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It’s 07h55 on a Monday morning and I’m still in bed. No, I’m not sick.

I’ve already been up, fed the dogs and cat, prepared my lemon and ginger water, opened the lounge curtains and then headed back to bed. To write this blog, and yes, part of me feels a little guilty about climbing back into bed. But I’m getting better at ignoring that niggly voice that tells me I “should” get up. My first appointment today is 11h00 so I’ve plenty of time. No-one is being neglected or going without, because I live alone after being widowed 3 years ago. In January this year my Mum died and the last of my responsibility to others died with her. It’s been quite an adjustment because for a large part of my life I have been responsible for, or cared for, other people. Running my husband’s office, our household and finances, caring for Mum after she moved in with us, then constant visits to the old age home when she moved there. My brother and sister live overseas so I alone handled her final years and needs. I cared for my Dad after his stroke and my mother-in-law when she lived with us for 6 months every year, for over 10 years.

I have this label I have somehow acquired that I dislike. That I am “busy”. “You’re always so busy” is usually what I hear whenever I meet up with someone. I guess that’s the fallacy that social media creates when we share our life on it. The reality is that I’m not that busy these days. At least not productively busy and it was this new awareness that dropped into my space a week or so ago. I am, I realize, often unproductively busy. Still repeating habits, routines and patterns that existed for such a big part of my life for so long. I have a beautiful planner that I use each year and every week it’s filled with a lot of non-consequential stuff that I waste a lot of time on. I realized that I am not making time for the important things. The activities that feed my soul. Like writing. Reading. Journalling. Meditating. Learning the art of watercolour. Working on the courses I signed up for.  All these things still seem to get pushed into tiny parts of my life because that’s how it had been for so many years while I was “busy”.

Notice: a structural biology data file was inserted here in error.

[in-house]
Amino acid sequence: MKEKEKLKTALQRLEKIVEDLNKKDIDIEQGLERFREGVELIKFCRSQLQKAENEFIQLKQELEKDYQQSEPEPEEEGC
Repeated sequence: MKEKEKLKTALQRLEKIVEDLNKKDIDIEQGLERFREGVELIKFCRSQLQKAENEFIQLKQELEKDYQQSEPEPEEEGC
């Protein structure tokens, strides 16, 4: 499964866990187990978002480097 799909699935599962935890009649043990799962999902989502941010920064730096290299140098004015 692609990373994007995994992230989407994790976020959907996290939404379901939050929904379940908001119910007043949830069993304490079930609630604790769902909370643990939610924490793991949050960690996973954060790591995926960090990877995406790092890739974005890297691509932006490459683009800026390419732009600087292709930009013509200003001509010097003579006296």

I realized that I am not making time for the important things. The things that feed my soul.

But that’s all changed. I am alone now and I no longer have that level of busyness in my life. Yet very often I find I’m still going through my days in that same way. The animals are content as long as I feed them regularly. In fact Fergus relishes the fact that he gets an extra hour or so tucked up under the duvet while I work. Because my time in bed is not unproductive. I’m not mindlessly passing the time. I’m writing, or reading, or working on my courses. Because what feeds my soul, I’ve realised, are slower starts to my day. I am in fact extremely productive early in the morning, so I am doing things differently. It’s a process. Old habits die hard! I still have a vague guilty feeling that I should be getting up but I’m getting good at ignoring it. The more I do, the more the busyness falls away and I find my days filled with purpose and meaning. I’m naturally waking earlier, getting better at planning my day, productivity is growing as I make time for the pursuits that make my heart sing.

This new way may not work for everyone but it works for me. Last week I went off to our local boutique cinema, alone, for the 14h30 showing of Downton Abby: A New Era. It felt a bit like playing hookey, heading off to movies, sipping a glass of red wine and munching on popcorn in the middle of the day in the middle of the week!

This is yet another phase of the change after loss, creating and adjusting to new routines and habits. I now see that this is in fact a “signpost” on the journey after loss. When you start to get that sense that what you’ve been doing for so long no longer feels comfortable. You know something needs to change but maybe are not sure what. That’s where I come in. Together we can negotiate the passage of change so it’s a little less daunting. If this is something that interests you, pop an email to and let’s chat.

Di Atherton

Author Di Atherton

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